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What is the cheapest GPS available for the Uniden scanners? It's likely cheaper in the US than in Canada.
Depends - do you have skills (to make one)?
This is the same as the Uniden GPS puck, different label.
However, it needs to have a mini-USB jack to plug into the radio. There are instructions to make this cable on this forum, if you want to DIY.

Or, the complete stock Uniden GPS

If you have the skills, make one. It is rather easy and you don't have to put up with that kludgey RS-232
 

ofd8001

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That said, I know that there is also a way for the scanner to find its (approximate) location using the sites that it is receiving and their range as listed in the DB. Full disclosure:
I think you are referring to the Auto Locate feature. However, it only works with P25 and certain Motorola systems (rare ones) AND the system has to be active. If it is off due to location, until you change scanner location, the system won't come on. And since you've entered a new location, you must have an approximate idea of where you are. So this feature is interesting, I doubt it is used much as a practical matter.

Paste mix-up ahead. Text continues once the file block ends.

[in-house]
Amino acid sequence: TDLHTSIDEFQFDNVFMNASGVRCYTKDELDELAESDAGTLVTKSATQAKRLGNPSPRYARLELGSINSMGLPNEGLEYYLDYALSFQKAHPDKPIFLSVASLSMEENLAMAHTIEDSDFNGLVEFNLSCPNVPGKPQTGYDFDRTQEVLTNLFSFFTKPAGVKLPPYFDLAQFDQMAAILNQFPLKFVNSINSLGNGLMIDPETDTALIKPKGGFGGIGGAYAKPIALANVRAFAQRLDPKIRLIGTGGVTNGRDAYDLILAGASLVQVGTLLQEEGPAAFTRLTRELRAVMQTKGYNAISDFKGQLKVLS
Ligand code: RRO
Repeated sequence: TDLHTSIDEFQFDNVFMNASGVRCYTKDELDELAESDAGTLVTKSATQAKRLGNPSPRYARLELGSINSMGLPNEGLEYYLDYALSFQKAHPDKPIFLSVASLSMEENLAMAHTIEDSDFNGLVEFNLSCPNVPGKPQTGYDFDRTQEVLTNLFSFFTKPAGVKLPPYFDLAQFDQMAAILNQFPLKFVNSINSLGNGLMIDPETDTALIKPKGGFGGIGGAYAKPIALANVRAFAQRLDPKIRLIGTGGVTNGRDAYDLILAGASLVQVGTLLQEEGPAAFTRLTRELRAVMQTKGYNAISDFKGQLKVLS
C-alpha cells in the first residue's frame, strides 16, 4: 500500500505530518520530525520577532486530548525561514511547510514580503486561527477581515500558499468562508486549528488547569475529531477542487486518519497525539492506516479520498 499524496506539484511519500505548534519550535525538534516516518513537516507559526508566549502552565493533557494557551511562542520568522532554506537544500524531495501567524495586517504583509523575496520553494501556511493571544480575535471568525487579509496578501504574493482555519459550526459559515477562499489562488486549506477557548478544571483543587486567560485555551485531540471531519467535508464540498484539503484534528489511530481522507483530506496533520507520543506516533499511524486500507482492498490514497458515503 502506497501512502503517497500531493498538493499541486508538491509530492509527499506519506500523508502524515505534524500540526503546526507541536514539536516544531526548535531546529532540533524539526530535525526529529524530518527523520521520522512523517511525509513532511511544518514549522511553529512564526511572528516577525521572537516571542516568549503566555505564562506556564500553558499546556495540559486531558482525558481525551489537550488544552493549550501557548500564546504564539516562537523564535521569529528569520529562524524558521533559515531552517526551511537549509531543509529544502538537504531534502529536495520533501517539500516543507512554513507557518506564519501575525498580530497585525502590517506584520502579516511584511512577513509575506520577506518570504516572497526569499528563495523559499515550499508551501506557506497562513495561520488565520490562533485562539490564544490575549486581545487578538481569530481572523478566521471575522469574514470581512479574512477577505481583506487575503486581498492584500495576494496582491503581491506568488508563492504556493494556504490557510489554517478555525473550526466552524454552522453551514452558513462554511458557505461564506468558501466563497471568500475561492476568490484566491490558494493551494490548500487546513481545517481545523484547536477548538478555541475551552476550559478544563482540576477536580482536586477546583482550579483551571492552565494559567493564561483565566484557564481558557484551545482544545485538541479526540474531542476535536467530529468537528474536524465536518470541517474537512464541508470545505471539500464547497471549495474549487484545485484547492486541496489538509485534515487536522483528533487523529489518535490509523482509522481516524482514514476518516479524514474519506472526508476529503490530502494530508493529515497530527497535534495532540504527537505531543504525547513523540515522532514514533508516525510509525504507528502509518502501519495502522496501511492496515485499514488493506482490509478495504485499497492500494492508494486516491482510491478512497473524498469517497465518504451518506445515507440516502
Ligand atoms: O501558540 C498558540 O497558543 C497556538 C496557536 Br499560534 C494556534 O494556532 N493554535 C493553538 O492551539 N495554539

Yeah, the GPS device is the "most bestest" way. You could change the zip code every X miles, where X corresponds to the Range value you enter, but that's a pain and a driver distraction.

The Amazon setup may actually be more costly in the long run. In addition to the GPS puck, you need a cable to connect it to the scanner as well as a power cable. So "bite the bullet" and get the Uniden GPSK BC-SGPS. (Don't discard any of the cables - you never know if you will get a different scanner and need a different cable.)

Lastly, do some research on the legality of having a scanner in a vehicle. Some states have prohibitions, though there are exemptions for amateur licensees, etc.
 

drdispatch

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I think you are referring to the Auto Locate feature. However, it only works with P25 and certain Motorola systems (rare ones) AND the system has to be active. If it is off due to location, until you change scanner location, the system won't come on. And since you've entered a new location, you must have an approximate idea of where you are. So this feature is interesting, I doubt it is used much as a practical matter...
Yeah, I figured that it was probably the "no-other-option-available" option.
 

nessnet

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The Amazon setup may actually be more costly in the long run. In addition to the GPS puck, you need a cable to connect it to the scanner as well as a power cable. So "bite the bullet" and get the Uniden GPSK BC-SGPS. (Don't discard any of the cables - you never know if you will get a different scanner and need a different cable.)
Probably correct (cheaper).
I forgot to mention that the GPS signal on a 436 is input via a separate port (the one above your mini-USB). So, you have to source this also.

But, if you have the skills, making your own 436 GPS cable is way more 'clean' than any stock Uniden solution.